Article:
Just to be clear, it's explicitly not an SSL replacement. It's a replacement for CAs, with the explicit design goal of not forcing some giant IPv6-like "change the world" rollout. It's based in large part on earlier work on solving the SSH Host Key validation problem - see http://www.usenix.org/event/usenix08/tech/full_papers/wendlandt/wendlandt_html/
In Convergence, there are some number of network topologically distant "Notary" services, run by a diverse collection of different organizations. The (self-signed) SSL certs for each of the Notary endpoints are baked into the browser. When the browser hits an https site for the first time, it fetches the cert and then dials out to all N of its Notaries, and says "I went to talk to www.example.com:443 and got back this SSL cert. Is it good?". The Notaries issues a yay or nay. If all the Notaries say "yay", the browser caches the cert up to the cert's natural expiration date. On subsequent requests to www.example.com:443, the browser compares its cache against the cert it just received. If there's a mismatch, it dials back out to the Notaries again. Since sites don't do cert rotation that often, and browsers can do super-aggressive cert caching (and key-rotated certs get cleanly invalidated from the cache), it's not an inherently un-scalable solution.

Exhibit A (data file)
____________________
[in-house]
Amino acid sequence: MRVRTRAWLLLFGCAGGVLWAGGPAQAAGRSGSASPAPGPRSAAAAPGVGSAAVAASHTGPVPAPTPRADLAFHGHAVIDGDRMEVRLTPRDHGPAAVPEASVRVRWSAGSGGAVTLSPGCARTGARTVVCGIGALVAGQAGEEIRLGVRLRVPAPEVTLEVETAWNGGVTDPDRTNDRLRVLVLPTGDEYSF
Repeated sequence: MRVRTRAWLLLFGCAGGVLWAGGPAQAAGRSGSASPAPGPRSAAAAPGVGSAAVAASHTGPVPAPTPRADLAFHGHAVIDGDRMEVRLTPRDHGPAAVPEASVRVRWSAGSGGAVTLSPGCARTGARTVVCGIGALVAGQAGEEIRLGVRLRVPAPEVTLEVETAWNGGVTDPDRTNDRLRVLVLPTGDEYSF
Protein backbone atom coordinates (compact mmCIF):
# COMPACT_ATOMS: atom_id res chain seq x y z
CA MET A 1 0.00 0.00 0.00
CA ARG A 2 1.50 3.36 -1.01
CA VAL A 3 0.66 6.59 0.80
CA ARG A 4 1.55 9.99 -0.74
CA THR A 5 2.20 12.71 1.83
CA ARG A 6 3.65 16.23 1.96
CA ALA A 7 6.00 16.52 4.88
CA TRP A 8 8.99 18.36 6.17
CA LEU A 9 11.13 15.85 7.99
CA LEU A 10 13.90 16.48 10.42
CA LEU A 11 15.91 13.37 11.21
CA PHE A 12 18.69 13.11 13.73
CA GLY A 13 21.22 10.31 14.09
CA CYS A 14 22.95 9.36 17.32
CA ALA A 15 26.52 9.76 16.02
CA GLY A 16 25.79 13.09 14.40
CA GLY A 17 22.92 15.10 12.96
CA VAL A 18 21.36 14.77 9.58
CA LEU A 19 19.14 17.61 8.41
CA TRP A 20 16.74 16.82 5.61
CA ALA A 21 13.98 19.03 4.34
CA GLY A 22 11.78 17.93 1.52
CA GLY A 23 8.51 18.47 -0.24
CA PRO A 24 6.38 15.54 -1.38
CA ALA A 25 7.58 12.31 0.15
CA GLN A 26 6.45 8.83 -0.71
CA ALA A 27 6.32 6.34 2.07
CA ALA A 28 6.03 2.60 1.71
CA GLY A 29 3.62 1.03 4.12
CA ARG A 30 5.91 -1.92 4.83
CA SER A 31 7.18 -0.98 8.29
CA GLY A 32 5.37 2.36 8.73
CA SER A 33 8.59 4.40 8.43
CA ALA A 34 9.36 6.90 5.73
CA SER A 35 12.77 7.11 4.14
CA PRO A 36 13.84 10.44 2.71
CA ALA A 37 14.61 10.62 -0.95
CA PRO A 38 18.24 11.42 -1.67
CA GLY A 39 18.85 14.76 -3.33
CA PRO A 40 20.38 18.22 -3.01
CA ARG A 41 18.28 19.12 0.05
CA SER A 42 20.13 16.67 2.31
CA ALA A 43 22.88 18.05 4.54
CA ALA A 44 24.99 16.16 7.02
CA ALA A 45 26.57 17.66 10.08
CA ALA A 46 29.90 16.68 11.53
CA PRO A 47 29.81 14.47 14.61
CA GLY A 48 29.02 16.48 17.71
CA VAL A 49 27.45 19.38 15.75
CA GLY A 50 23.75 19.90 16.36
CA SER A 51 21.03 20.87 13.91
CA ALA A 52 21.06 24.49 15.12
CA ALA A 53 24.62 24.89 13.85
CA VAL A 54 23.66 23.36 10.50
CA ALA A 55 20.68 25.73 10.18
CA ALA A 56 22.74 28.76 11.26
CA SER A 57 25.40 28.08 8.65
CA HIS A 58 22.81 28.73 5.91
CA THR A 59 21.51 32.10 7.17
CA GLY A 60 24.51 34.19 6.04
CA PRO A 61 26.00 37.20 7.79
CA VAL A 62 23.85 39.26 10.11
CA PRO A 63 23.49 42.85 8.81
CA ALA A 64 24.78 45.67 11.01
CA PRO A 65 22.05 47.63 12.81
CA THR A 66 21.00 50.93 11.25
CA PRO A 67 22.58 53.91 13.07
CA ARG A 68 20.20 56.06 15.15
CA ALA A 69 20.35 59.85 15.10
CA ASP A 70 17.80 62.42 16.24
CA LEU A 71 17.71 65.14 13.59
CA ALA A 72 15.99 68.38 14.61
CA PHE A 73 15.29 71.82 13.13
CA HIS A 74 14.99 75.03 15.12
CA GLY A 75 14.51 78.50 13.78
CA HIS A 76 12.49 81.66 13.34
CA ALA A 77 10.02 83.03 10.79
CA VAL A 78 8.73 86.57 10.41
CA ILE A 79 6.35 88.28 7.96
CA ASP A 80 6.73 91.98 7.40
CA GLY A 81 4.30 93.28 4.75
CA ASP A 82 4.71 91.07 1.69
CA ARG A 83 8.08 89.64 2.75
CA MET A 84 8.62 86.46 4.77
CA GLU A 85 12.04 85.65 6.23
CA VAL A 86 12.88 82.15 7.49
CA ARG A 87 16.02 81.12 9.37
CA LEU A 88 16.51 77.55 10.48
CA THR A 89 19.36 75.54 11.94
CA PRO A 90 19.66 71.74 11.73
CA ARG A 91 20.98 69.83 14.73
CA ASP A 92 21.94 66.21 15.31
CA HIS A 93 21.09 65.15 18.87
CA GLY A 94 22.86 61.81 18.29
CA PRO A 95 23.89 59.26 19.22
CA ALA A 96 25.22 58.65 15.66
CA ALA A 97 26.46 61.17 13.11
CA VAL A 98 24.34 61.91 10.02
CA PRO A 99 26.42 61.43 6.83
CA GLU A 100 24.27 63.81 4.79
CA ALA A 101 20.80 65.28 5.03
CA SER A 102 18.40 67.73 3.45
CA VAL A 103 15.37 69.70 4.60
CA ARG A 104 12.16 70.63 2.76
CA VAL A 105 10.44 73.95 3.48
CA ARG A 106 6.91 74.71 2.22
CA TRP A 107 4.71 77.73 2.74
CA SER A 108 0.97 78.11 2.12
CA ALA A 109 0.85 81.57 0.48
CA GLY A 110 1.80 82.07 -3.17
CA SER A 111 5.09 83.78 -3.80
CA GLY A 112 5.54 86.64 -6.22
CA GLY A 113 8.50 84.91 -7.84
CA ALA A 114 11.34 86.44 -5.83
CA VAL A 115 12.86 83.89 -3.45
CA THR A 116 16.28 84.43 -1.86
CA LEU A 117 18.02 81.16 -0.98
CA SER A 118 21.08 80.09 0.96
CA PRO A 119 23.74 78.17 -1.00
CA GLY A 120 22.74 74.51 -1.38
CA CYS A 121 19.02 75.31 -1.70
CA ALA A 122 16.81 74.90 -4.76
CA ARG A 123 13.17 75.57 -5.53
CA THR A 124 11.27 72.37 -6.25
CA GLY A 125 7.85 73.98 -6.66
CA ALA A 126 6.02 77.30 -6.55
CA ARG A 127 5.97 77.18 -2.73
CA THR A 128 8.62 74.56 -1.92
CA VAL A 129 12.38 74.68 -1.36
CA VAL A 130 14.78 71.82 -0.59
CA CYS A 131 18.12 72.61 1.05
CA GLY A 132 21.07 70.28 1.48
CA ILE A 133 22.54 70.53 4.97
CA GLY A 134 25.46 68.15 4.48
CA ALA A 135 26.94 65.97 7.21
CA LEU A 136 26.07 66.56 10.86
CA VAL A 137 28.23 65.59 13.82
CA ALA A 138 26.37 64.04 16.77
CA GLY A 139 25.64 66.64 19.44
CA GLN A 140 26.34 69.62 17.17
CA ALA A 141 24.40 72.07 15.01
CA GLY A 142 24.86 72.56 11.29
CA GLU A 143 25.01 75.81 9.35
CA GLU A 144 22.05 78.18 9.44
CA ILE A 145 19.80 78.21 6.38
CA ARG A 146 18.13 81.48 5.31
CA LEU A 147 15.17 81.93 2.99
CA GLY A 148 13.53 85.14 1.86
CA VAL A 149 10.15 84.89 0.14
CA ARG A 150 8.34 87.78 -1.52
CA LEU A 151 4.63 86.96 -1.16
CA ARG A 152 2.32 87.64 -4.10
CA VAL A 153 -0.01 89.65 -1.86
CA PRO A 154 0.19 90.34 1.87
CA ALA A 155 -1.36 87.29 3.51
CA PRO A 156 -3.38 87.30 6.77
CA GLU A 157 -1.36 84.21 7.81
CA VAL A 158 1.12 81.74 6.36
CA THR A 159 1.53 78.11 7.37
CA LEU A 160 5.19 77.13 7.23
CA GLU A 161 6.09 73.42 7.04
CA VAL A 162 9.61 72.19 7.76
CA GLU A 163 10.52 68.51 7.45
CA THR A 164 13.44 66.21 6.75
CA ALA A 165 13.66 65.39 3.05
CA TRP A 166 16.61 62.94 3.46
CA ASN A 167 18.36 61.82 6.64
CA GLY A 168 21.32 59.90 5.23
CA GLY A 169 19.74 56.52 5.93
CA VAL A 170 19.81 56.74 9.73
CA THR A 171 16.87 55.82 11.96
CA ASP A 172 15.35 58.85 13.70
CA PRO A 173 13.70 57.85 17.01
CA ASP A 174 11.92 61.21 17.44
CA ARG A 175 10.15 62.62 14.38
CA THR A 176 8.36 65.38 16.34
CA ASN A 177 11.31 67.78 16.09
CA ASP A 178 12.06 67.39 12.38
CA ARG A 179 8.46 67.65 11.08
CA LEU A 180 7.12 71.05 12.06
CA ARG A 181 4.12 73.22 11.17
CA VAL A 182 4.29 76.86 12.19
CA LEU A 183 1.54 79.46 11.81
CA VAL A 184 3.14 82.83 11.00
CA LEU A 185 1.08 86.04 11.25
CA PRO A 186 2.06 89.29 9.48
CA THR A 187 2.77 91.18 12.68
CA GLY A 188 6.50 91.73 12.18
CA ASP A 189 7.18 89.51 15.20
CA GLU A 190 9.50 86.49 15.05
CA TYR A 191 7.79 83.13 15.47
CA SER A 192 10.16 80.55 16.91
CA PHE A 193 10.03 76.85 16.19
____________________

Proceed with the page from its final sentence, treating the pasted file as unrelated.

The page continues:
The Notaries are free to set whatever policy they want for what constitutes a good or bad cert. The suggested ones are "Notary's servers poll site", "Notary consults the EFF SSL Certificate Observatory", "Notary checks for what cert is on file in DNSSEC", or even "Notary does traditional CA validation".
I think it's the most unintrusive solution to the CA problem ever. Aside from convincing MS/Apple/Google/Mozilla to jump on it (and the Citibank problem), there were two issues that bugged me.
First one is captive portals (e.g., airport or hotel wifi). He handwaved past that a bit, and proposed using DNS as a fallback protocol to communicate with the Notaries. But, there are numerous captive portals that'll just eat DNS records other than A & CNAME.
Second one is what's the financial incentive to run a Notary? To scale, there are going to have to be tons of these things. Some orgs might run them out of the kindness of their hearts, much as DNS roots are done, but I think the architecture of DNS scales quite a bit better than Convergence.